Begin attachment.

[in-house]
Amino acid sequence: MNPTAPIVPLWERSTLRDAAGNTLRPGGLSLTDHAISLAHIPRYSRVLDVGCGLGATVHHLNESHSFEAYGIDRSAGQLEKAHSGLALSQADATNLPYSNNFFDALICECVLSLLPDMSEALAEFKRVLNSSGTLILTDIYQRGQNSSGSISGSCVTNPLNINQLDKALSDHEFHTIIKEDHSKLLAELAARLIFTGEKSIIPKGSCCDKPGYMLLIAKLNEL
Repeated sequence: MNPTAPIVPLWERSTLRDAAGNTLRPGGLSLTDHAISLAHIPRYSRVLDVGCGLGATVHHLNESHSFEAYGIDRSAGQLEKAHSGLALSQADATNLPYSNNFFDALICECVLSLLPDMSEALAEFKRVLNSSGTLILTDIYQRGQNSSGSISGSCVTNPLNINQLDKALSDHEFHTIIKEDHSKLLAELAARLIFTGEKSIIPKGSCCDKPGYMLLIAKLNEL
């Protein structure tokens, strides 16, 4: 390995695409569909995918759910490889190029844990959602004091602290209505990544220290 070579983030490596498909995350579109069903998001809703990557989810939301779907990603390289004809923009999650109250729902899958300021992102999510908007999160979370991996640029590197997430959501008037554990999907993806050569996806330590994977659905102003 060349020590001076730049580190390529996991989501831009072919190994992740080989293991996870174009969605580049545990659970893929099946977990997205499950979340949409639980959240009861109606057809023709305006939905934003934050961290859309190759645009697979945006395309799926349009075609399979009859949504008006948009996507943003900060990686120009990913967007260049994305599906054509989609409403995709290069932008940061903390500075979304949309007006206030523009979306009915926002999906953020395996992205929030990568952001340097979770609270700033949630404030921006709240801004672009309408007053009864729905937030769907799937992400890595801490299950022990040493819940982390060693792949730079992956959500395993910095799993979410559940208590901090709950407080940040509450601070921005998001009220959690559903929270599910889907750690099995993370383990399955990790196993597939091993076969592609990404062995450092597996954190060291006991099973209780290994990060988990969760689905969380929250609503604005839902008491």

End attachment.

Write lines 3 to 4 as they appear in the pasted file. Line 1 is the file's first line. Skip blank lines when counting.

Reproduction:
Repeated sequence: MNPTAPIVPLWERSTLRDAAGNTLRPGGLSLTDHAISLAHIPRYSRVLDVGCGLGATVHHLNESHSFEAYGIDRSAGQLEKAHSGLALSQADATNLPYSNNFFDALICECVLSLLPDMSEALAEFKRVLNSSGTLILTDIYQRGQNSSGSISGSCVTNPLNINQLDKALSDHEFHTIIKEDHSKLLAELAARLIFTGEKSIIPKGSCCDKPGYMLLIAKLNEL
């Protein structure tokens, strides 16, 4: 390995695409569909995918759910490889190029844990959602004091602290209505990544220290 070579983030490596498909995350579109069903998001809703990557989810939301779907990603390289004809923009999650109250729902899958300021992102999510908007999160979370991996640029590197997430959501008037554990999907993806050569996806330590994977659905102003 060349020590001076730049580190390529996991989501831009072919190994992740080989293991996870174009969605580049545990659970893929099946977990997205499950979340949409639980959240009861109606057809023709305006939905934003934050961290859309190759645009697979945006395309799926349009075609399979009859949504008006948009996507943003900060990686120009990913967007260049994305599906054509989609409403995709290069932008940061903390500075979304949309007006206030523009979306009915926002999906953020395996992205929030990568952001340097979770609270700033949630404030921006709240801004672009309408007053009864729905937030769907799937992400890595801490299950022990040493819940982390060693792949730079992956959500395993910095799993979410559940208590901090709950407080940040509450601070921005998001009220959690559903929270599910889907750690099995993370383990399955990790196993597939091993076969592609990404062995450092597996954190060291006991099973209780290994990060988990969760689905969380929250609503604005839902008491």